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Word of Mouth
Final results: Summary results | Town resultsThe BasicsThe New Hampshire primary is a mainstay in American electoral politics. Every four years, voters gather to help determine the Republican and/or Democratic nominee for President. While the state only has 12 electoral votes in 2012 (normally it’s 24, but the Republican National Committee penalized the state party for moving up the event date), the primary’s position as one of the earliest contests gives the state out-sized influence over the nomination process.Only the Iowa caucuses come before New Hampshire’s primary. Traditionally, New Hampshire’s broad-based primary contest has been seen as a counter-weight to Iowa’s more drawn-out caucus process, which tends to draw a smaller core of party faithful. In the case of the 2012 Republican race, New Hampshire’s electorate is seen to represent the more libertarian-leaning, fiscally conservative wing of the party, while Iowa voters are seen as representing the socially conservative wing of the GOP base.N.H. Primary summary provided by StateImpact - NH reporter, Amanda Loder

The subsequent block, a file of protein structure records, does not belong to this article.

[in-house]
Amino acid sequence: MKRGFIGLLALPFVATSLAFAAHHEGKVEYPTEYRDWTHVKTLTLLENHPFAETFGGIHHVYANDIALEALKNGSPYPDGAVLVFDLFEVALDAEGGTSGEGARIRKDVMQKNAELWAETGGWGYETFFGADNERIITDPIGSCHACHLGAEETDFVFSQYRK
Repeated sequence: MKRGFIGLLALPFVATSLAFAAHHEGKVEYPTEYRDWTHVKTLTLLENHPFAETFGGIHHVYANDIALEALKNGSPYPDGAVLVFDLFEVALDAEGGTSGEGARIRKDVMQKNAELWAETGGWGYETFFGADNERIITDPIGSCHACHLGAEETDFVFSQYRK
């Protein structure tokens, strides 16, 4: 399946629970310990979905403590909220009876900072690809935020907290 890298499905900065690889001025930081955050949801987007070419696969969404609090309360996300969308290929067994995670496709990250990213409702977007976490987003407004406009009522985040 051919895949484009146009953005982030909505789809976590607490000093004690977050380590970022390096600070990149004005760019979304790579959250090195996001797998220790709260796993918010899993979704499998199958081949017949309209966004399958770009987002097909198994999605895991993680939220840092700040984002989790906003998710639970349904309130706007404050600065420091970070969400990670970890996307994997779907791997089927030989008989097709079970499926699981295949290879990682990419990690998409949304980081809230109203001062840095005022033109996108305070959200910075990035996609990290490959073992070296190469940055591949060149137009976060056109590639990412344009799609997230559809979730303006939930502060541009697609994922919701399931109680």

The Invisible Issues of Campaign 2012

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Barack Obama via Flickr Creative Commons
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Think about how anti-gay marriage rhetoric played a critical role in George W. Bush’s re-election in 2004, or how talking up a surging economy made Bill Clinton the first two-term democratic president since Franklin Roosevelt won in 1936. With just three weeks to go in the current race, camp Romney is eager to talk about the economy, jobs, and unemployment…while the Obama campaign is quick to bring up women’s rights and bolster their stance on health care.  Yet other topics seem conspicuously absent from the political conversation and even the debatesSteve Kornacki writes about politics for Salon, and is co-host of MSNBC’s “The Cycle”.  We invited him on the program to discuss the least-talked about issues of campaign 2012, and to give us his take on what we probably won’t be hearing either side talk about at tonight’s debate.